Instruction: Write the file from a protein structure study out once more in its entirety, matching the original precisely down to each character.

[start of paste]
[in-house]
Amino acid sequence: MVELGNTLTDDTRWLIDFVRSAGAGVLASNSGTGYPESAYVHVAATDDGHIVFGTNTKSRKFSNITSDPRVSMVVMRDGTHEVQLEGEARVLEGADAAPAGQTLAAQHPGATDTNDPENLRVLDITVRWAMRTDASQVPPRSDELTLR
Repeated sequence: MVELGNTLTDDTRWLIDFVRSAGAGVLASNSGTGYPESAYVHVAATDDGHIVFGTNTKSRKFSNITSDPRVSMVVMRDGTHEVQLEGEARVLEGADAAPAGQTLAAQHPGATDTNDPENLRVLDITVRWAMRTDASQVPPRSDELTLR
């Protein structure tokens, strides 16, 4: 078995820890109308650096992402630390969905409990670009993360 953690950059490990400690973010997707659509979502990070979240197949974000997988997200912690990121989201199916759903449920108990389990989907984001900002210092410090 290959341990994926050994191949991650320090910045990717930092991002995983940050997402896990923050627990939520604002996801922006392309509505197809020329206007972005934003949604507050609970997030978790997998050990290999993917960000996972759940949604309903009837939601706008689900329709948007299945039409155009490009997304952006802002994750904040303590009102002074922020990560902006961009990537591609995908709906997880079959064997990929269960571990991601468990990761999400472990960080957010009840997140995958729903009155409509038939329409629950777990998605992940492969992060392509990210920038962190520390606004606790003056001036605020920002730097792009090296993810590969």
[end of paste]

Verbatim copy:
[in-house]
Amino acid sequence: MVELGNTLTDDTRWLIDFVRSAGAGVLASNSGTGYPESAYVHVAATDDGHIVFGTNTKSRKFSNITSDPRVSMVVMRDGTHEVQLEGEARVLEGADAAPAGQTLAAQHPGATDTNDPENLRVLDITVRWAMRTDASQVPPRSDELTLR
Repeated sequence: MVELGNTLTDDTRWLIDFVRSAGAGVLASNSGTGYPESAYVHVAATDDGHIVFGTNTKSRKFSNITSDPRVSMVVMRDGTHEVQLEGEARVLEGADAAPAGQTLAAQHPGATDTNDPENLRVLDITVRWAMRTDASQVPPRSDELTLR
């Protein structure tokens, strides 16, 4: 078995820890109308650096992402630390969905409990670009993360 953690950059490990400690973010997707659509979502990070979240197949974000997988997200912690990121989201199916759903449920108990389990989907984001900002210092410090 290959341990994926050994191949991650320090910045990717930092991002995983940050997402896990923050627990939520604002996801922006392309509505197809020329206007972005934003949604507050609970997030978790997998050990290999993917960000996972759940949604309903009837939601706008689900329709948007299945039409155009490009997304952006802002994750904040303590009102002074922020990560902006961009990537591609995908709906997880079959064997990929269960571990991601468990990761999400472990960080957010009840997140995958729903009155409509038939329409629950777990998605992940492969992060392509990210920038962190520390606004606790003056001036605020920002730097792009090296993810590969």